Latest lung health figures add impetus to Mayor of London’s air quality plans
The research finds that Londoners living in the Capital’s most deprived boroughs are up to twice as likely to die of lung cancer, asthma and other lung diseases than those who live in more affluent parts of the Capital.
The Mayor of London, Sadiq Khan, said today that the statistics, published as part of a wider study on lung health from the British Lung Foundation, show the need for more urgent action to tackle the capital’s air quality, which fails to meet the legal requirements for pollutants such as Nitrogen Dioxide (NO2).
Sadiq Khan said: “I am determined to get to grips with health inequalities in harder-to-reach groups and in London’s most vulnerable communities – something the previous Mayor dismally failed to do. One of the best ways to do this is to tackle London’s dangerously polluted air and make sure that breathing clean air is a right, not a privilege.”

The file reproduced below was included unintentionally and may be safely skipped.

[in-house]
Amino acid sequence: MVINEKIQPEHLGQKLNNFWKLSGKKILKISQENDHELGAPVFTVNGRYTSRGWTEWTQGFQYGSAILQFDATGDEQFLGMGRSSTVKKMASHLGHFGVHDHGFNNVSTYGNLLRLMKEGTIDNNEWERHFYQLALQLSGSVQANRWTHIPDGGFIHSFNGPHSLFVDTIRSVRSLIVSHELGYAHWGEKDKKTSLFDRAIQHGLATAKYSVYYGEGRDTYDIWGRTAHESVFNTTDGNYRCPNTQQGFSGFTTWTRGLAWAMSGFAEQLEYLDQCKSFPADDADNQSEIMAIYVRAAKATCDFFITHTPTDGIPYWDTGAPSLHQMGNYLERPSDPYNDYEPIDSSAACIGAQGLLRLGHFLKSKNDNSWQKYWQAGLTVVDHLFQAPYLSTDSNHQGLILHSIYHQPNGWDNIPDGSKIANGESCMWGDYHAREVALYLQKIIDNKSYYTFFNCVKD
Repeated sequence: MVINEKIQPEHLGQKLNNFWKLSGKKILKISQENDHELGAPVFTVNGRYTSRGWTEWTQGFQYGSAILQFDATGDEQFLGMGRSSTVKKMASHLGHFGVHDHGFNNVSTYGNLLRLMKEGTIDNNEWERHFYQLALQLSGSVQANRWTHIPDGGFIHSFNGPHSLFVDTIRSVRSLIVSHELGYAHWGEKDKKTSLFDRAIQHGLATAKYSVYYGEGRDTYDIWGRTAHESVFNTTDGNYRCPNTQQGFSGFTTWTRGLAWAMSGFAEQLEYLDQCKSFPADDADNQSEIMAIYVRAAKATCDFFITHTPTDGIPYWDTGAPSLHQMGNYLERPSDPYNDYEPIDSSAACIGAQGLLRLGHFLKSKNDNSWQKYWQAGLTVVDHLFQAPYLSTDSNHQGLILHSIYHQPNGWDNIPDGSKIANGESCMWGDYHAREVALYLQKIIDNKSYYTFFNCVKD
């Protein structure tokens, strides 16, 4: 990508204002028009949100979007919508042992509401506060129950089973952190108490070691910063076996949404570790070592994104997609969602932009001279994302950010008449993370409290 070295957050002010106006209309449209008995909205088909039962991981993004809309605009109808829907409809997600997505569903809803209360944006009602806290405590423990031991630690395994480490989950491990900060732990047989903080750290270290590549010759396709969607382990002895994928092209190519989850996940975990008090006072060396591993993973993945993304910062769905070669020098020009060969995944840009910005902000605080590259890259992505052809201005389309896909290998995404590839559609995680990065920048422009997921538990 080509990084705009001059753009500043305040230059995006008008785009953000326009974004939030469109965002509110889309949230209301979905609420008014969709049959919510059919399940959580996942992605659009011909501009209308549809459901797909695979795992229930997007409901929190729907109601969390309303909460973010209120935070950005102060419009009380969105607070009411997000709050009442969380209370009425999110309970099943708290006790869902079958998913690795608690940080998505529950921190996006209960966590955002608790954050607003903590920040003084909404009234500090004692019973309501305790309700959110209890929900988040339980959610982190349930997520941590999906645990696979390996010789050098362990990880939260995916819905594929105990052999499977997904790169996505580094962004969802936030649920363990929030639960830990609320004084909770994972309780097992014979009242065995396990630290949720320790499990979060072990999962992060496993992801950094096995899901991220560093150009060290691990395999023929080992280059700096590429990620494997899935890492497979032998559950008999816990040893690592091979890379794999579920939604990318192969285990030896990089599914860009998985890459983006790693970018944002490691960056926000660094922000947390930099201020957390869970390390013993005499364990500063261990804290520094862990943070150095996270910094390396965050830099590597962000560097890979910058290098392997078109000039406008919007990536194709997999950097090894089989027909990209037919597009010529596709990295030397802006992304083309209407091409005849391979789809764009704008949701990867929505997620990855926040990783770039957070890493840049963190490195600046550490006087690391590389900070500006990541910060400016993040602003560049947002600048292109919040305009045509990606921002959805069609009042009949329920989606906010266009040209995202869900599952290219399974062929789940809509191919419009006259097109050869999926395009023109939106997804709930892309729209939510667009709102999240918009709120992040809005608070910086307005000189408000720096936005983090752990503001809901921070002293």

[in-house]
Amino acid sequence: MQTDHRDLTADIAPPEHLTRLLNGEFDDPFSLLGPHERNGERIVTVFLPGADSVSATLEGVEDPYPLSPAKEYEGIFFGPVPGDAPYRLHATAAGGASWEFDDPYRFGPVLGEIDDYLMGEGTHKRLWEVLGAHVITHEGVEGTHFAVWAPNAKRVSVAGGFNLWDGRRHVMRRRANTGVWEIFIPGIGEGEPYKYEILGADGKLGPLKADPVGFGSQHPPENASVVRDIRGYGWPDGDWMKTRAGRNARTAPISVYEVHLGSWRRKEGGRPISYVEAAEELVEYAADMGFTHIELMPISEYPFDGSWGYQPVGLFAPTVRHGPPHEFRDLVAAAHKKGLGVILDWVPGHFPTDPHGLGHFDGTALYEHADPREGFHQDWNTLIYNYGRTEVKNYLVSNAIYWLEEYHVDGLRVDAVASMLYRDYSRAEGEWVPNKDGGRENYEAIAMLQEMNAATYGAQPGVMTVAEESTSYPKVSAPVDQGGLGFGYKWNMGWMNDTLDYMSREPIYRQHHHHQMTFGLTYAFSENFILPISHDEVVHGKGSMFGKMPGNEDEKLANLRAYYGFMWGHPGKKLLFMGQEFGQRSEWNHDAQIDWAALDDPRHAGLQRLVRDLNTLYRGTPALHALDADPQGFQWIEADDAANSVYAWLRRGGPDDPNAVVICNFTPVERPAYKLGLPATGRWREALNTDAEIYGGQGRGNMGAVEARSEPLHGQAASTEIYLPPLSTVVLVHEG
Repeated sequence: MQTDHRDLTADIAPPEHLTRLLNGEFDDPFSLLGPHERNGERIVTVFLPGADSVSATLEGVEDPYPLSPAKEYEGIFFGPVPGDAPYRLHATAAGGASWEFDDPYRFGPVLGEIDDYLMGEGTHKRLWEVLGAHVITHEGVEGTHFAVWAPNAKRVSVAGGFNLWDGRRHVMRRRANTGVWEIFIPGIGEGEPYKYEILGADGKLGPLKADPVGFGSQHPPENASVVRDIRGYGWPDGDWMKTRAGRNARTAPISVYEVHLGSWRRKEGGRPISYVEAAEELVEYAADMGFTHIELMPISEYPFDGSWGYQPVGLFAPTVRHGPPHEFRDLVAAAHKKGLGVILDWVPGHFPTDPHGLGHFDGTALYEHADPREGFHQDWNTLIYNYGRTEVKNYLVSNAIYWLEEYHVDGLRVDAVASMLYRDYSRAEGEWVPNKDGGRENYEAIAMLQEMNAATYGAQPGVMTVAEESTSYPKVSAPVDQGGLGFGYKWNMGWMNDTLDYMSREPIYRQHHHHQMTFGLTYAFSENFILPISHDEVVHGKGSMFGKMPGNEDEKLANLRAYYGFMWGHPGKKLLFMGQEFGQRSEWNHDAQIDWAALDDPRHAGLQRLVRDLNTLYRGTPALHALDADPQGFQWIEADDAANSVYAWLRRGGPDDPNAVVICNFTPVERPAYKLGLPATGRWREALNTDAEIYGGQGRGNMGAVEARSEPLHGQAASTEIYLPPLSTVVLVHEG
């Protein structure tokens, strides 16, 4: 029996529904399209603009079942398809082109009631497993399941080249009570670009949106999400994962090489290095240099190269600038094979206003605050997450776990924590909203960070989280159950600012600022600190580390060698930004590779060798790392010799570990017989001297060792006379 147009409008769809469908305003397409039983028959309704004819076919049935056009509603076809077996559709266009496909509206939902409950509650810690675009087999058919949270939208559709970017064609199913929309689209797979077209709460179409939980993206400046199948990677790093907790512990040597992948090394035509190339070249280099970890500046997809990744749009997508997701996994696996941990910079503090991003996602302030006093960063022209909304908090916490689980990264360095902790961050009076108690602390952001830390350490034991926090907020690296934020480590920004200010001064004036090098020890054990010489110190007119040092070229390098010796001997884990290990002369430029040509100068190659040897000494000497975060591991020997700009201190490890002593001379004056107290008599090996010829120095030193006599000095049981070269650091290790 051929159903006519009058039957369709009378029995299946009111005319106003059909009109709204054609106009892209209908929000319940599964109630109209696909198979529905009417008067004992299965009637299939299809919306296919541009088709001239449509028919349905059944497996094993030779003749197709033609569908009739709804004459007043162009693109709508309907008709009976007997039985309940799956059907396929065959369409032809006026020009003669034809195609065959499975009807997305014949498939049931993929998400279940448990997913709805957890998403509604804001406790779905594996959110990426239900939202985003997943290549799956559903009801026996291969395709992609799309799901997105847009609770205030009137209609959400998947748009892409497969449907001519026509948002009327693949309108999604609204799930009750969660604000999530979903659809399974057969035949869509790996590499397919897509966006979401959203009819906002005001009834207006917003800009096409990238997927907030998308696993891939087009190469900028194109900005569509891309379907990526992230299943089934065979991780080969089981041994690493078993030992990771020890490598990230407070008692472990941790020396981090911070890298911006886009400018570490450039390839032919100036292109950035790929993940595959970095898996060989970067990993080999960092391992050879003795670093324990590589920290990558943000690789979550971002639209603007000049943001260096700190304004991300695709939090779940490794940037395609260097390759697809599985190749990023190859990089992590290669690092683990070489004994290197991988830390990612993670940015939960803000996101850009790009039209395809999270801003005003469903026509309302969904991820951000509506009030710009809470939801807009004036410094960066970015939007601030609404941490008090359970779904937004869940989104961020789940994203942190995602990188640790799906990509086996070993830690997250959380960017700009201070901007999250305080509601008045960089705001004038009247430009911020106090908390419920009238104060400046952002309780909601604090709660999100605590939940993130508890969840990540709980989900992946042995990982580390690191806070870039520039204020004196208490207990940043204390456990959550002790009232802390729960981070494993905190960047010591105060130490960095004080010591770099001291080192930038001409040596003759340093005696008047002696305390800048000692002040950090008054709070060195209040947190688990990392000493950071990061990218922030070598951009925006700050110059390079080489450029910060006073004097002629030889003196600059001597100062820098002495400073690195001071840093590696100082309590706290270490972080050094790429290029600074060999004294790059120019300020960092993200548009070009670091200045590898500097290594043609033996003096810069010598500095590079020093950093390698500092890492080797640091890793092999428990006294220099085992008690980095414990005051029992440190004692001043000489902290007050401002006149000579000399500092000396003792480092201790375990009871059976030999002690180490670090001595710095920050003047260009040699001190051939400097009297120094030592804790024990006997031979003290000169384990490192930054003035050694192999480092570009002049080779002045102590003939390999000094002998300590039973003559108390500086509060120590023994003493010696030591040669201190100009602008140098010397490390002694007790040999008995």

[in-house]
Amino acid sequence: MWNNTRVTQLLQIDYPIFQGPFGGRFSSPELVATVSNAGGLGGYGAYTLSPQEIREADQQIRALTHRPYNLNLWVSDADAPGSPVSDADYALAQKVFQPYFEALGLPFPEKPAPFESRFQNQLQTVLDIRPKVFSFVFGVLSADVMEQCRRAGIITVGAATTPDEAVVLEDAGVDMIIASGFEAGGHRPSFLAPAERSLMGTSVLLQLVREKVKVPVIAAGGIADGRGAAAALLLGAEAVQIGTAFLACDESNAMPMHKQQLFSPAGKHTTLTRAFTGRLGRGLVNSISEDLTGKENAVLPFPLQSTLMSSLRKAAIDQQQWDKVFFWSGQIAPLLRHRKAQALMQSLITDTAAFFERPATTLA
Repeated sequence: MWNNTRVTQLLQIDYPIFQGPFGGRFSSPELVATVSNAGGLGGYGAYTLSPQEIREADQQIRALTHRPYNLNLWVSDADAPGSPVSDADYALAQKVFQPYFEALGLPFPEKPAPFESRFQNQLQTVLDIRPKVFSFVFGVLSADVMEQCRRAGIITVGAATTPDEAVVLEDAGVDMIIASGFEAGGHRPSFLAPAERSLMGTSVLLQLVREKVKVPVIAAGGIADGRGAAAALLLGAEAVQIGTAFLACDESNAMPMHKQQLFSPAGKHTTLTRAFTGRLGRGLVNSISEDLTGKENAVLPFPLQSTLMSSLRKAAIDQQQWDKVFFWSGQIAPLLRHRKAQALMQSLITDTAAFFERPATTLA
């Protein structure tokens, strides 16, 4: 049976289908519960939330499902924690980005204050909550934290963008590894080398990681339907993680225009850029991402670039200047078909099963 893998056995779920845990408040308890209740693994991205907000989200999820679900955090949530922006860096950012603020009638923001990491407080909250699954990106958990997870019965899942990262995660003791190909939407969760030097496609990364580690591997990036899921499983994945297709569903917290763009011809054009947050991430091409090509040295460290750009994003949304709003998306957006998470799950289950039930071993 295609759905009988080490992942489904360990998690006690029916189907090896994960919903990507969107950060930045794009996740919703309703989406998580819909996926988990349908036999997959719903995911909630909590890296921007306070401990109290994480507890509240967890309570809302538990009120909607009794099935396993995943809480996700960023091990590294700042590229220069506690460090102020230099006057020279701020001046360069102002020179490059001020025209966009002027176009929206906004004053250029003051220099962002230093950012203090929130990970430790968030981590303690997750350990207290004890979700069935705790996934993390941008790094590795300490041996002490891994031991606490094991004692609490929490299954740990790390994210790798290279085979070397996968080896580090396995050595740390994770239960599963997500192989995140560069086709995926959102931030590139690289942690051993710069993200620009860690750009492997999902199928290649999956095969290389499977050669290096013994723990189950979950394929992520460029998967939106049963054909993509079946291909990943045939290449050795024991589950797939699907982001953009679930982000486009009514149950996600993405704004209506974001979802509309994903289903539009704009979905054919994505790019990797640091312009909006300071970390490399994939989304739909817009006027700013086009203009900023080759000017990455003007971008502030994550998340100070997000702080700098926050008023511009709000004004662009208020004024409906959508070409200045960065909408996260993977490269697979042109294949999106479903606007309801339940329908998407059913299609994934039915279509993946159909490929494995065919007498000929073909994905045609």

Last month saw the Mayor announce that he is to launch a formal policy consultation on measures to tackle air pollution in London, including bringing forward the start data for London’s Ultra-Low Emission Zone (ULEZ) and extending its reach as well as implementing an extra charge on the most polluting vehicles entering central London using the Congestion Charge payment and enforcement system from 2017.
The Mayor has also joined a High Court challenge of the Government’s air pollution plans as an Interested Party. Environmental lawyers ClientEarth are suing the Government for the second time in a year, having won a case at the Supreme Court in 2015 which ordered ministers to fulfil their legal duty to cut pollution in “the shortest time possible”. The new case argues the government is still failing to do this.
The Mayor has now set out his view that London can meet the legal standards for NO2 well before 2025, which is the date the Government’s Air Quality Action Plan projects London will be compliant.